Geographer traveled the world but loved teaching the most
Larry Herold could talk about any area of the world. Mention any place on the map and he’d know it read more…
Larry Herold could talk about any area of the world. Mention any place on the map and he’d know it — and he’d strike up a conversation about it.
“He was a renaissance geographer,” says DU geography department Chair Andy Goetz, who worked with Herold for years. “The number of people with that kind of breadth and depth in that many areas is definitely a rarity.”
Herold, a geography professor emeritus who worked at the University for more than 35 years, died March 30 after a long illness. He was 78.
He joined DU’s faculty in 1956, chaired the department for seven years in the 1980s and retired in 1996. During that time, he also briefly taught at the University of Wyoming and Southern Colorado State College.
His students are most definitely his legacy, Goetz says.
“There’s a whole cadre of former students who are very loyal and deeply indebted to him.”
As smart and gifted as he was, his biggest gift — and passion — was his ability to connect to his students.
Nowadays, faculty members often have closer relationships with their students, Goetz explains. But years ago, faculty were not often described as “touchy-feely” and didn’t mentor their students the way many do now.
“In that way, he was a foreshadowing of what was to come as far as teaching and mentoring students,” Goetz explains. “He always had time for his students. In the kitchen area of our old office, he would set up his books and papers and things — he didn’t use a computer — and he would invite students to sit with him, chat and have a cup of coffee.”
Laurance Herold was born on May 30, 1931, in Kansas City, Mo.
Despite struggling in school as a kid — he suffered from mild dyslexia, his wife Joyce says — Herold was the first member of his family to attend college. He enrolled at the University of Colorado-Boulder, where he found his love for geography. He earned his bachelor’s and master’s degrees from there in 1953 and 1956.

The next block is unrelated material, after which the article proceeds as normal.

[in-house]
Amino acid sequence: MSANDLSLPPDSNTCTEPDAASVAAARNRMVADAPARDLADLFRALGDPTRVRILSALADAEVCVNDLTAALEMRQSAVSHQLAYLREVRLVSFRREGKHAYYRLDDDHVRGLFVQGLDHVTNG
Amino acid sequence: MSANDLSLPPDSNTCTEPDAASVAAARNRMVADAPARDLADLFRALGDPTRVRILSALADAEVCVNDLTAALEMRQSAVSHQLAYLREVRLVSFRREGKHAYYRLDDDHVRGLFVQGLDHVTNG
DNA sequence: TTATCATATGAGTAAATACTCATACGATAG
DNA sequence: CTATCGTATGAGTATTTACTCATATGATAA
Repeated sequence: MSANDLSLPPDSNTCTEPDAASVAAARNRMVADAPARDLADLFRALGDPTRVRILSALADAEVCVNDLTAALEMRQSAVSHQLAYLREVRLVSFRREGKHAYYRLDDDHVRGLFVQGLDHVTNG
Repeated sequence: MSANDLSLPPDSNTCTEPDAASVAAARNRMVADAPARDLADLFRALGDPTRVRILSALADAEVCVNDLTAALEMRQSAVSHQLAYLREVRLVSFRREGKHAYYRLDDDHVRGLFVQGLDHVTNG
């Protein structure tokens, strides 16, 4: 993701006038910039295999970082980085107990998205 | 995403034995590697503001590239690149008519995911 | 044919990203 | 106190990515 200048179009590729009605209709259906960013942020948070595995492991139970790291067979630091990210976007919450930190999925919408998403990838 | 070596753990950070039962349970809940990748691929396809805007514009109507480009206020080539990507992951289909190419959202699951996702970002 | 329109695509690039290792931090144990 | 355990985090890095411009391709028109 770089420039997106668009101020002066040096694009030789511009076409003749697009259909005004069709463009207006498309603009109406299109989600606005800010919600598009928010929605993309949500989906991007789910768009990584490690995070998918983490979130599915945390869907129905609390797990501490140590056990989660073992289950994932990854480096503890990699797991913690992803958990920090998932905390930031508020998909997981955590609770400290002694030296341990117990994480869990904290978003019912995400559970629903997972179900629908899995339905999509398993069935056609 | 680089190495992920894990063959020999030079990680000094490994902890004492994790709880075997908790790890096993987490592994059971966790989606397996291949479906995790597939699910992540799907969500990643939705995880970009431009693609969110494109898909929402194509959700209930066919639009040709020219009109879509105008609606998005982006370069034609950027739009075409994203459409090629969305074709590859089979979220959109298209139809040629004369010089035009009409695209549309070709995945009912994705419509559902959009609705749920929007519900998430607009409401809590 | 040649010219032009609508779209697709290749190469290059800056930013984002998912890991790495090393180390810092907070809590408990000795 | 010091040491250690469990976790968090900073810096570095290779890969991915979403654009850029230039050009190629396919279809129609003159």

He married Joyce Podlipny in 1955. They were married just short of 55 years.
Herold studied at the University of Southampton, England, where he earned his doctorate in 1968. His British professors were his role models, Joyce Herold says.
Herold demonstrated a love of land through numerous travels to places including Zimbabwe, China, Mexico and the Czech Republic. While on location, he often gave talks about Americans and his travels.
“For him, the process of traveling, learning and later teaching about a particular place was his real love of the field,” says his son, Evan Herold.
“In contrast to the hyper-specialists today, Larry approached geography as a classic study — like history or biology — that addressed minutiae of the physical and cultural world yet can put it into big pictures and address big questions of human existence,” Joyce Herold says.
Herold understood the importance of applying affection to teaching.
“He never forgot how difficult the process of learning can be and how important empathy and practical help for learners is,” Joyce Herold says, citing her husband’s personal afflictions as a kid.
“He inspired me to strive,” says former student Claudia Giannetti (MA geography ’92), who came to DU in 1987 from Argentina. “A lot of his studies focused on Latin America. It took a lot out of me to adapt as an international student. He helped with that and offered me guidance. He represented much more to me than a professor.”
Giannetti describes him as a “modern-day Mr. Chips.” His demeanor was calm and caring, she explains, and he chose his words carefully. “He was never in hurry about his conversations,” Giannetti says.
“He was very deliberate in what he would say,” Goetz adds. Someone could ask him a direct question, but instead of giving an answer right away, he would often launch into a story.
“He would get to the answer,” he laughs, “but in a very roundabout way.”
“He was warm, nice and carried on relationships with his students after they graduated,” Giannetti says, noting she was a case in point.
“I think many look back at him as the consummate professor,” Goetz says. “He made a difference for a lot of them.”
Gifts in Herold’s name may be made to DU’s geography department, 2050 E. Iliff Ave. A memorial service will be held at 5 p.m. May 15 at Evans Chapel.
Read a tribute to Herold by University of Denver Magazine editor Chelsey Baker-Hauck, his former student and friend.